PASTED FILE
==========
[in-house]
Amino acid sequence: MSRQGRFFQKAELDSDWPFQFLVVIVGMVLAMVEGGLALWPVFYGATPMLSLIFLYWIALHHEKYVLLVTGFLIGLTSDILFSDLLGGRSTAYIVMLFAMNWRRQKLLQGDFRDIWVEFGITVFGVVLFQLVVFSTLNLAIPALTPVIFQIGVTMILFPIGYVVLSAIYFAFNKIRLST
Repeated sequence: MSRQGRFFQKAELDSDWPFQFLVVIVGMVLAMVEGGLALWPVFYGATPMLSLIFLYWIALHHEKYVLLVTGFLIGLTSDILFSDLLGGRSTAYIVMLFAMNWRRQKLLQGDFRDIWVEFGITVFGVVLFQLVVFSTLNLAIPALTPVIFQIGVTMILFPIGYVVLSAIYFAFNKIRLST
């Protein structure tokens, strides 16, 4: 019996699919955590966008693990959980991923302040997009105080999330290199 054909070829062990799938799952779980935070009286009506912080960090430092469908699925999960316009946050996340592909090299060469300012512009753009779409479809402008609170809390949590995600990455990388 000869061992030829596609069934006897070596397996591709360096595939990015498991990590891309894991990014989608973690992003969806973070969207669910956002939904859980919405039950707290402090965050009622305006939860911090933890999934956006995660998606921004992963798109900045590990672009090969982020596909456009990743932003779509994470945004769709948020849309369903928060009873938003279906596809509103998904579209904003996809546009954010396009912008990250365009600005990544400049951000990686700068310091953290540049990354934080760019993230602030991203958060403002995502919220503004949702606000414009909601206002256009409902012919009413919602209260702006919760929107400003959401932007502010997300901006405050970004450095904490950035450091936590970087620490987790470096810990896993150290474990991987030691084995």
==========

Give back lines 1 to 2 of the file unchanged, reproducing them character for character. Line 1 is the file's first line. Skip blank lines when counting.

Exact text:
[in-house]
Amino acid sequence: MSRQGRFFQKAELDSDWPFQFLVVIVGMVLAMVEGGLALWPVFYGATPMLSLIFLYWIALHHEKYVLLVTGFLIGLTSDILFSDLLGGRSTAYIVMLFAMNWRRQKLLQGDFRDIWVEFGITVFGVVLFQLVVFSTLNLAIPALTPVIFQIGVTMILFPIGYVVLSAIYFAFNKIRLST